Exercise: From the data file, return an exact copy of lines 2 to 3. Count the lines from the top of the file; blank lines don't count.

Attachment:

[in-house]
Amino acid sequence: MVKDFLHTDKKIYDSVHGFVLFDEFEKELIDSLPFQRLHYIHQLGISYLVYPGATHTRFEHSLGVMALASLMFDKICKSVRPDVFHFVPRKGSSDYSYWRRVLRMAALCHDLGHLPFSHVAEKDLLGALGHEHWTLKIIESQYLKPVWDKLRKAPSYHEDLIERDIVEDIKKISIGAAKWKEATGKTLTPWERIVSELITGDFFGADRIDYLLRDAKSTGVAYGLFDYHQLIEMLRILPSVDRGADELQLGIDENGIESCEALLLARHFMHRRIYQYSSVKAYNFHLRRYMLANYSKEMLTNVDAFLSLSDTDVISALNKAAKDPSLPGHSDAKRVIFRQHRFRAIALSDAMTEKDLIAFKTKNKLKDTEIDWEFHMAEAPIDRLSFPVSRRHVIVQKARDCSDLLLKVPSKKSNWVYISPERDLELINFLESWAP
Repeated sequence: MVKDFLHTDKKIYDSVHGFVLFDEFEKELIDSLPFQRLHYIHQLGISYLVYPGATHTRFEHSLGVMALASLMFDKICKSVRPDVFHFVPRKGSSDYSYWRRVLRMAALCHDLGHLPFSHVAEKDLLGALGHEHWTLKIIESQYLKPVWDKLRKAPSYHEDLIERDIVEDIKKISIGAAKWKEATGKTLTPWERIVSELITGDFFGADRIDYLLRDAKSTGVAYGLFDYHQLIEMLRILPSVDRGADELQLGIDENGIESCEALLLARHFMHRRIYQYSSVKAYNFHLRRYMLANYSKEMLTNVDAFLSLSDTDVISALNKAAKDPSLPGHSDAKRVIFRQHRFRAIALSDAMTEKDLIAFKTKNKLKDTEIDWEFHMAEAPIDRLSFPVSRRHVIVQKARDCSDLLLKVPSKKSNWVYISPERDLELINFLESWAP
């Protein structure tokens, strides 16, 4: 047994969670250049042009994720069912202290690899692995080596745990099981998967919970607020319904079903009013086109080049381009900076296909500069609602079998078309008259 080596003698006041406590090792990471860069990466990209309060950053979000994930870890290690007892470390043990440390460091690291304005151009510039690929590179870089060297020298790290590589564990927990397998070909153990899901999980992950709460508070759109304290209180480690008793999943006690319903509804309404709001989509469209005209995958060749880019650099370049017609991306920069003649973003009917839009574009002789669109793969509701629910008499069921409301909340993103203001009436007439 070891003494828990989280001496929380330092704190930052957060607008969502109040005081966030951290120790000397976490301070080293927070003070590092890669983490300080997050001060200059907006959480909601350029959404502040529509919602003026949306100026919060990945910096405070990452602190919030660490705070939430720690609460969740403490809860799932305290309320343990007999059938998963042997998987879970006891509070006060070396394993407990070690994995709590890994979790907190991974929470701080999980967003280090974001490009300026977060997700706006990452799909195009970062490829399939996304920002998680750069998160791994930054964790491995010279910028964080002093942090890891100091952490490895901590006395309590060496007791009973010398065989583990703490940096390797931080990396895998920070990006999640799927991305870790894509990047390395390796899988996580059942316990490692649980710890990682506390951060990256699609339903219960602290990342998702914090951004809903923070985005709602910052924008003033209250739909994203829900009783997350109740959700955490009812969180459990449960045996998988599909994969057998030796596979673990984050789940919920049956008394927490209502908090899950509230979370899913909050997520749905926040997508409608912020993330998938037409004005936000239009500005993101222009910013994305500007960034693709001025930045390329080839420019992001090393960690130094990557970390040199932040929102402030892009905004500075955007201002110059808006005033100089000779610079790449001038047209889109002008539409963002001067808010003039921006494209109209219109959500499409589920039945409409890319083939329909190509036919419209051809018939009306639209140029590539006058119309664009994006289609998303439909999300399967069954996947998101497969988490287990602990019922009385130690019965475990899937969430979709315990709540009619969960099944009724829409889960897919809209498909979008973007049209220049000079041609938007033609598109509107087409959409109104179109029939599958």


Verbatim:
Amino acid sequence: MVKDFLHTDKKIYDSVHGFVLFDEFEKELIDSLPFQRLHYIHQLGISYLVYPGATHTRFEHSLGVMALASLMFDKICKSVRPDVFHFVPRKGSSDYSYWRRVLRMAALCHDLGHLPFSHVAEKDLLGALGHEHWTLKIIESQYLKPVWDKLRKAPSYHEDLIERDIVEDIKKISIGAAKWKEATGKTLTPWERIVSELITGDFFGADRIDYLLRDAKSTGVAYGLFDYHQLIEMLRILPSVDRGADELQLGIDENGIESCEALLLARHFMHRRIYQYSSVKAYNFHLRRYMLANYSKEMLTNVDAFLSLSDTDVISALNKAAKDPSLPGHSDAKRVIFRQHRFRAIALSDAMTEKDLIAFKTKNKLKDTEIDWEFHMAEAPIDRLSFPVSRRHVIVQKARDCSDLLLKVPSKKSNWVYISPERDLELINFLESWAP
Repeated sequence: MVKDFLHTDKKIYDSVHGFVLFDEFEKELIDSLPFQRLHYIHQLGISYLVYPGATHTRFEHSLGVMALASLMFDKICKSVRPDVFHFVPRKGSSDYSYWRRVLRMAALCHDLGHLPFSHVAEKDLLGALGHEHWTLKIIESQYLKPVWDKLRKAPSYHEDLIERDIVEDIKKISIGAAKWKEATGKTLTPWERIVSELITGDFFGADRIDYLLRDAKSTGVAYGLFDYHQLIEMLRILPSVDRGADELQLGIDENGIESCEALLLARHFMHRRIYQYSSVKAYNFHLRRYMLANYSKEMLTNVDAFLSLSDTDVISALNKAAKDPSLPGHSDAKRVIFRQHRFRAIALSDAMTEKDLIAFKTKNKLKDTEIDWEFHMAEAPIDRLSFPVSRRHVIVQKARDCSDLLLKVPSKKSNWVYISPERDLELINFLESWAP